- There is considerable amount of uncertainty concerning the environmental impacts that animal hormones have on surface water.
- Sudarshan Dutta, author of the new study, found that the amounts of estrogen were lower in plots fertilized with pelletized manure and plots that received no-tillage treatments.
There is considerable amount of uncertainty concerning the environmental impacts that animal hormones have on surface water. Higher concentrations of hormones in waterways have been found to cause physiological and sexual impairment in fish and other aquatic species. However, a study from the University of Delaware that examined estrogen concentrations runoff from agricultural fields fertilized with chicken manure found that it is as much about the application of the manure as it is about the measurement of the types of estrogen.
The study was conducted on the experimental plots on the Coastal Plain agricultural soils in Middletown, DE. It measured and compared the amounts of both toxic, free forms of estrogen hormones and less toxic species found in runoff. Corn was planted as a cover crop and chicken manure was applied in either a pelletized form or a raw litter form. Reduced tillage and no tillage treatments were also employed. Samples of surface runoff were collected after 10 rainstorms during the 2008 summer growing season from April through July.
Sudarshan Dutta, the author of the study, found that the amounts of estrogen were lower in plots fertilized with pelletized manure and plots that received no-tillage treatments.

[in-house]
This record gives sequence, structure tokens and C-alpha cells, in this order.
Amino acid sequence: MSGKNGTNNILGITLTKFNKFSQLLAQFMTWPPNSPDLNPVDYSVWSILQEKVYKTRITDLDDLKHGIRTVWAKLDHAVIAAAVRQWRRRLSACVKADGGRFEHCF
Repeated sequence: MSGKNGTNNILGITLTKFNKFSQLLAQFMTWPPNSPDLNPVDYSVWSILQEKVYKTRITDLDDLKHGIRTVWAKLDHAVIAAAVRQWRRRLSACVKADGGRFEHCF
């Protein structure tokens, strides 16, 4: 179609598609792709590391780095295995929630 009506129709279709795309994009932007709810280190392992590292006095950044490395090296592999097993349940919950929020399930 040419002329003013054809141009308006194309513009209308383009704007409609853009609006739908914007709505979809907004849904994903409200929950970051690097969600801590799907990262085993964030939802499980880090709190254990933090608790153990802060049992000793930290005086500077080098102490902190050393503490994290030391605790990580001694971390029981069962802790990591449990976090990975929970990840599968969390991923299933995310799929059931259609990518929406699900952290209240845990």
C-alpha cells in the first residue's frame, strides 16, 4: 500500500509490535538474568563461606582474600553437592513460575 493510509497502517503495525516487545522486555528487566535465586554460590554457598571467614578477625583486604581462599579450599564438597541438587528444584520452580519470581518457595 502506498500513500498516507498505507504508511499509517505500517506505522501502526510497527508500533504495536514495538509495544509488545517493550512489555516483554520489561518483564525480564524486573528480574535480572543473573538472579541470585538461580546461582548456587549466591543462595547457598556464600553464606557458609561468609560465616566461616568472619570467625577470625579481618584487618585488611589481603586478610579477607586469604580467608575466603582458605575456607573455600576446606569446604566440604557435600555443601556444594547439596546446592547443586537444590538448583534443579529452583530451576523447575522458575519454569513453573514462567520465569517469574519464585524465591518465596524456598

Additionally, Dutta discovered the entire range of estrogen concentrations in the samples was significantly lower than those observed in other previous agricultural studies. Nevertheless, concentrations of the less toxic conjugate forms of estrogen were higher than the toxic, free forms.
According to Dutta, prior studies did not usually measure the conjugate forms of estrogen, saying it is necessary to measure these forms.
“The higher concentration of conjugate forms of estrogens underscores the need for reporting all forms of the hormones. This is especially critical considering that conjugate species can be converted to the toxic free forms under certain environmental conditions,” he says.
The study was partly funded through a grant by the United States Department of Agriculture and the results are published in the September-October 2010 issue of the Journal of Environmental Quality.
The full article is available for no charge for 30 days following the date of this summary. View the abstract at https://www.agronomy.org/publications/jeq/abstracts/39/5/1688.